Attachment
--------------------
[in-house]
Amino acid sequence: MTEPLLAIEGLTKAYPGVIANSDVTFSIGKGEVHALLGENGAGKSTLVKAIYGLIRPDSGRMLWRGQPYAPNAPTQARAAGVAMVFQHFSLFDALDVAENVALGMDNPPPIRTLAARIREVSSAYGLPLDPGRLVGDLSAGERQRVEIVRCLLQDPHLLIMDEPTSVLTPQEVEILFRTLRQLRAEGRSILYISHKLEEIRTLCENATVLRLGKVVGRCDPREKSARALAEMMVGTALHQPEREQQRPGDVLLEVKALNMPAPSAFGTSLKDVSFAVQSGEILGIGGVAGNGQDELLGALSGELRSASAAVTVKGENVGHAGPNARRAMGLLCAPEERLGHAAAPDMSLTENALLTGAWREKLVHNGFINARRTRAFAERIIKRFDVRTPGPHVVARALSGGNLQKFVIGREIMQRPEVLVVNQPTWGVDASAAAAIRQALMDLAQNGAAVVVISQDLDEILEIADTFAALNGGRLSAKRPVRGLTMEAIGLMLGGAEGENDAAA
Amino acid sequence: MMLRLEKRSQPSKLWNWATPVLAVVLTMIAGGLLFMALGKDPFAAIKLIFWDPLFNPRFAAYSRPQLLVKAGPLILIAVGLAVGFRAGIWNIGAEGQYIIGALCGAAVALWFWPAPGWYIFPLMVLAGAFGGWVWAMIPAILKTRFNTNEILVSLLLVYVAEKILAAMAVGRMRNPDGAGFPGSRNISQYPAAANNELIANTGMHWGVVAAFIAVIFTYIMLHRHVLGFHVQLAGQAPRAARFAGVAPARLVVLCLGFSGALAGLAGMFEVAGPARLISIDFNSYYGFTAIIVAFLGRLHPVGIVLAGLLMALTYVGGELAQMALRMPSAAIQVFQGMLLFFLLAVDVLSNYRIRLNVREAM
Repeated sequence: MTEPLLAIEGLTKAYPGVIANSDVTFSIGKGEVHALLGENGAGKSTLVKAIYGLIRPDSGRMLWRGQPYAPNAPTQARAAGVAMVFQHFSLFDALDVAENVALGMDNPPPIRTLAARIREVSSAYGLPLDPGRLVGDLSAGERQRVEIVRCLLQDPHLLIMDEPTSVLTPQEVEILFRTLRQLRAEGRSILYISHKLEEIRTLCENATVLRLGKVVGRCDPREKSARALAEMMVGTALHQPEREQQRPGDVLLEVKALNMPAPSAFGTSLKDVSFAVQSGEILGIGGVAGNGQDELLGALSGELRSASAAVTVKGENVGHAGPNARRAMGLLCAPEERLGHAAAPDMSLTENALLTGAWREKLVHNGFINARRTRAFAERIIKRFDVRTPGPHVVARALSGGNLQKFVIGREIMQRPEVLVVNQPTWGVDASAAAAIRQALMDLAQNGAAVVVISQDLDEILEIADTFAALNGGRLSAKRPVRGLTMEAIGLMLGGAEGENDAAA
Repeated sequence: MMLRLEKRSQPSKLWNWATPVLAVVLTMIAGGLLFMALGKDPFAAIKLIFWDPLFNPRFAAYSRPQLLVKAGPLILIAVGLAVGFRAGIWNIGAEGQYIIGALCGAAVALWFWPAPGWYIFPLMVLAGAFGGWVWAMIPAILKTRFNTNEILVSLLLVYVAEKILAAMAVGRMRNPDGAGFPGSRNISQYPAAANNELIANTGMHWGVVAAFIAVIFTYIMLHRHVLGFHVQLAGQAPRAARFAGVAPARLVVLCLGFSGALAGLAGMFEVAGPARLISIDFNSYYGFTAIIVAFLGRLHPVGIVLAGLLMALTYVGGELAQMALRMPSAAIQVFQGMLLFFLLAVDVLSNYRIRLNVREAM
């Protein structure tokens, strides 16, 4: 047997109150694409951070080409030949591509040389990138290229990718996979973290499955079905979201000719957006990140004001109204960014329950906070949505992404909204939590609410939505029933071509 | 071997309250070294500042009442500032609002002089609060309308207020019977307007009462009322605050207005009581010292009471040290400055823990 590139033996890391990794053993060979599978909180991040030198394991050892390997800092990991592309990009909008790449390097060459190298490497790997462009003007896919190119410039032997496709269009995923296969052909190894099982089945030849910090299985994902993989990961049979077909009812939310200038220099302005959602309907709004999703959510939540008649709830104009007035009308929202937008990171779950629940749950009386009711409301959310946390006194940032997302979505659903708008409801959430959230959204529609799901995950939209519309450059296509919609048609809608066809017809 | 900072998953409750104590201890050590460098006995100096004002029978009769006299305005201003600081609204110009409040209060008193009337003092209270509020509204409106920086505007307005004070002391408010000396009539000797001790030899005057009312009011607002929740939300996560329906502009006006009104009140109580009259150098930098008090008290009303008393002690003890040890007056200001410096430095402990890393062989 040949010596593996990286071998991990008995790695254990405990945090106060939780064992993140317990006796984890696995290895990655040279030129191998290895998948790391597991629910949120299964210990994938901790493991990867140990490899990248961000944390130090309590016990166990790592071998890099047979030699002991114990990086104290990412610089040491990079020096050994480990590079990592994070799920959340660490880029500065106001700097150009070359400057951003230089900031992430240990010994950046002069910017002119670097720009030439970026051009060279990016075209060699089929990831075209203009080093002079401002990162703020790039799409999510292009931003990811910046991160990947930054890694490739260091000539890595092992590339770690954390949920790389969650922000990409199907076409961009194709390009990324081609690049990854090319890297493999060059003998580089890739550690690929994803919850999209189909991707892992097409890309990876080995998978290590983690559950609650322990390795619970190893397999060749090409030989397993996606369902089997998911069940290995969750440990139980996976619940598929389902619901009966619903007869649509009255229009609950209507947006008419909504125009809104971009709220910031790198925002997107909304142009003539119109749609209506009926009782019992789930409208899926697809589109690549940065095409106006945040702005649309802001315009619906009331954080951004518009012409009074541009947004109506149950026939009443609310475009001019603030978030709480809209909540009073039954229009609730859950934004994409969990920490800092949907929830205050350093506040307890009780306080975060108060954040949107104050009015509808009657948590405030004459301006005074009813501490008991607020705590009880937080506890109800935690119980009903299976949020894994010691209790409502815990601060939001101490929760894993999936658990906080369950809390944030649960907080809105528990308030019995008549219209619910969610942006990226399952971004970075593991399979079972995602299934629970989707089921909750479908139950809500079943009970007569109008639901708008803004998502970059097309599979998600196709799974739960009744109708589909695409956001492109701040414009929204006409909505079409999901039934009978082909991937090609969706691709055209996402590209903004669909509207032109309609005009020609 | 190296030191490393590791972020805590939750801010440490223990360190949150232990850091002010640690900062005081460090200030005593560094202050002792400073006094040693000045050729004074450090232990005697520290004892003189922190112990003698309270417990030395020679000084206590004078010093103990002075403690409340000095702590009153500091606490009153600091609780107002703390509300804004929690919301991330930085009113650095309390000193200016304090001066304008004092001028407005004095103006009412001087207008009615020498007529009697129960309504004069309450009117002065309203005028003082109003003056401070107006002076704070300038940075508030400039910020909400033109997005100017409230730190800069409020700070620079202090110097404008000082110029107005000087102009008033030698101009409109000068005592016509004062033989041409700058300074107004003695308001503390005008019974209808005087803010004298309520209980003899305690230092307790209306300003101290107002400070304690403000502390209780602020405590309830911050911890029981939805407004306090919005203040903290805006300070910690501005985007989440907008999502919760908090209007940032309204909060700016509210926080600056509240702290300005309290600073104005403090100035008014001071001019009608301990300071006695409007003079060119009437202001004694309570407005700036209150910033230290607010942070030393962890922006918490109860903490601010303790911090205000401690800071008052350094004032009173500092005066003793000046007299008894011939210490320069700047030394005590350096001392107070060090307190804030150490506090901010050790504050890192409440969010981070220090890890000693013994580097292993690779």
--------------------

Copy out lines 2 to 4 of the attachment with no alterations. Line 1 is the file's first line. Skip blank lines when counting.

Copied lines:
Amino acid sequence: MTEPLLAIEGLTKAYPGVIANSDVTFSIGKGEVHALLGENGAGKSTLVKAIYGLIRPDSGRMLWRGQPYAPNAPTQARAAGVAMVFQHFSLFDALDVAENVALGMDNPPPIRTLAARIREVSSAYGLPLDPGRLVGDLSAGERQRVEIVRCLLQDPHLLIMDEPTSVLTPQEVEILFRTLRQLRAEGRSILYISHKLEEIRTLCENATVLRLGKVVGRCDPREKSARALAEMMVGTALHQPEREQQRPGDVLLEVKALNMPAPSAFGTSLKDVSFAVQSGEILGIGGVAGNGQDELLGALSGELRSASAAVTVKGENVGHAGPNARRAMGLLCAPEERLGHAAAPDMSLTENALLTGAWREKLVHNGFINARRTRAFAERIIKRFDVRTPGPHVVARALSGGNLQKFVIGREIMQRPEVLVVNQPTWGVDASAAAAIRQALMDLAQNGAAVVVISQDLDEILEIADTFAALNGGRLSAKRPVRGLTMEAIGLMLGGAEGENDAAA
Amino acid sequence: MMLRLEKRSQPSKLWNWATPVLAVVLTMIAGGLLFMALGKDPFAAIKLIFWDPLFNPRFAAYSRPQLLVKAGPLILIAVGLAVGFRAGIWNIGAEGQYIIGALCGAAVALWFWPAPGWYIFPLMVLAGAFGGWVWAMIPAILKTRFNTNEILVSLLLVYVAEKILAAMAVGRMRNPDGAGFPGSRNISQYPAAANNELIANTGMHWGVVAAFIAVIFTYIMLHRHVLGFHVQLAGQAPRAARFAGVAPARLVVLCLGFSGALAGLAGMFEVAGPARLISIDFNSYYGFTAIIVAFLGRLHPVGIVLAGLLMALTYVGGELAQMALRMPSAAIQVFQGMLLFFLLAVDVLSNYRIRLNVREAM
Repeated sequence: MTEPLLAIEGLTKAYPGVIANSDVTFSIGKGEVHALLGENGAGKSTLVKAIYGLIRPDSGRMLWRGQPYAPNAPTQARAAGVAMVFQHFSLFDALDVAENVALGMDNPPPIRTLAARIREVSSAYGLPLDPGRLVGDLSAGERQRVEIVRCLLQDPHLLIMDEPTSVLTPQEVEILFRTLRQLRAEGRSILYISHKLEEIRTLCENATVLRLGKVVGRCDPREKSARALAEMMVGTALHQPEREQQRPGDVLLEVKALNMPAPSAFGTSLKDVSFAVQSGEILGIGGVAGNGQDELLGALSGELRSASAAVTVKGENVGHAGPNARRAMGLLCAPEERLGHAAAPDMSLTENALLTGAWREKLVHNGFINARRTRAFAERIIKRFDVRTPGPHVVARALSGGNLQKFVIGREIMQRPEVLVVNQPTWGVDASAAAAIRQALMDLAQNGAAVVVISQDLDEILEIADTFAALNGGRLSAKRPVRGLTMEAIGLMLGGAEGENDAAA